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IAEA Says All Nuclear Intelligence Gets 'Rigorous Review'


FILE - The International Atomic Energy Agency headquarters is pictured in Vienna, Austria.

The U.N. nuclear watchdog's independence is paramount and it does not take intelligence presented to it at face value, it said Tuesday in response to
Israeli Prime Minister Benjamin Netanyahu's description of a
"secret atomic warehouse" in Iran.

Netanyahu, who vehemently opposes the nuclear deal between Iran and major powers that the International Atomic Energy Agency is policing, made the statement in a speech to the U.N. General Assembly last week. He urged the IAEA to visit the site in Tehran.

A U.S. State Department official seconded that call, but a U.S. intelligence official called Netanyahu's assertions "somewhat misleading," adding that the facility does not contain anything that would enable Iran to accelerate activities banned under the deal.

"The agency sends inspectors to sites and locations only when needed. The agency uses all safeguards relevant to information available to it but it does not take any information at face value," IAEA chief Yukiya Amano said in a statement.

Amano's statement made no specific reference to Israel or the statement but it was his first public pronouncement since Netanyahu's speech. He said the IAEA has carried out so-called complementary access inspections, which are often at short notice, at all locations in Iran it has needed to visit.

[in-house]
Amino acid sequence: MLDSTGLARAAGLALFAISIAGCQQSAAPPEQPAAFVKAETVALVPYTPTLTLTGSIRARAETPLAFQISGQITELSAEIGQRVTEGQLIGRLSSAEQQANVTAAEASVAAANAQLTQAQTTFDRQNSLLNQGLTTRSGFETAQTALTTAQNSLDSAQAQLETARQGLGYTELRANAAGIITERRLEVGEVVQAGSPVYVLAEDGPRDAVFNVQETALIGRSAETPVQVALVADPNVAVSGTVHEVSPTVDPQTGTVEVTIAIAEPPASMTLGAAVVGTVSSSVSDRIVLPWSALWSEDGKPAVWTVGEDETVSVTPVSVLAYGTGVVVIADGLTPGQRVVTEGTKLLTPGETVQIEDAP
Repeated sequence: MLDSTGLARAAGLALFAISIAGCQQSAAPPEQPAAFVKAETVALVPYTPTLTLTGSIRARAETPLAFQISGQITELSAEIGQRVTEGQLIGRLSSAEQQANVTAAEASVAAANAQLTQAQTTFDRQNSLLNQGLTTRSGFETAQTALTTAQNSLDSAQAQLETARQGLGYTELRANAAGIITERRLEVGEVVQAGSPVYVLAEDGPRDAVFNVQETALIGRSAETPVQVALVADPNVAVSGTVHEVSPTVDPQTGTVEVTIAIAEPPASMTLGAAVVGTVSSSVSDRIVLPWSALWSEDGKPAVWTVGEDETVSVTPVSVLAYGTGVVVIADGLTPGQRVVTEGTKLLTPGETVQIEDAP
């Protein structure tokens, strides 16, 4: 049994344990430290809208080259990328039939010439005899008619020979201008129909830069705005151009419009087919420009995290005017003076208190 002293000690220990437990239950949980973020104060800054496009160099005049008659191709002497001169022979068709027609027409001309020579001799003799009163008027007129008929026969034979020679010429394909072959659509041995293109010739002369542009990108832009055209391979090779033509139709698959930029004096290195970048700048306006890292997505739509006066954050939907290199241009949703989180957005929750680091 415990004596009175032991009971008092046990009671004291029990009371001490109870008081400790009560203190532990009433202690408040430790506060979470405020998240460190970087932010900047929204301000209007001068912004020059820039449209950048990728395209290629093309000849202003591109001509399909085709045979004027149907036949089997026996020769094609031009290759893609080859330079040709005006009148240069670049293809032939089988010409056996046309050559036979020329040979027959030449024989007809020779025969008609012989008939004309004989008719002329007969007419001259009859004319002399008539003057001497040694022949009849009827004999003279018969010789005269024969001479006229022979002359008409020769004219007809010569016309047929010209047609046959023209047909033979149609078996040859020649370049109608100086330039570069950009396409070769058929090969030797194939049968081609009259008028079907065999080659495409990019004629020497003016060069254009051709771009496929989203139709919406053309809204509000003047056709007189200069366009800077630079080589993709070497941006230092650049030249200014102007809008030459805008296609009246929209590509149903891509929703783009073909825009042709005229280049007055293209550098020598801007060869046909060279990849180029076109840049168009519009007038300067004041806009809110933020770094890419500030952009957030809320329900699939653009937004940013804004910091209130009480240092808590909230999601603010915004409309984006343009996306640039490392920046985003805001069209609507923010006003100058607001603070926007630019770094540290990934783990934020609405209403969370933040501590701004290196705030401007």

The IAEA has repeatedly reported that Iran is implementing the restrictions placed on its nuclear activities under the deal, which also lifted international sanctions against Tehran.

President Donald Trump has, however, pulled Washington out of the accord and U.S. sanctions are being reimposed.

"All information obtained, including from third parties, is subject to rigorous review and assessed together with other available information to arrive at an independent assessment based on the agency's own expertise," Amano said.

"In order to maintain credibility, the agency's independence in relation to the implementation of verification activities is of paramount importance," he added.

Netanyahu's office, however, doubled down Tuesday and called for the IAEA to visit the location he described immediately. Defense Minister Avigdor Lieberman also told reporters Israel would "expose additional facilities" at a time of its choosing.

"There is not reason to wait," Netanyahu's office said in a statement. "The IAEA should check the site and immediately send inspectors with a radiation detector and the prime minister's statement will be found to be the whole truth."

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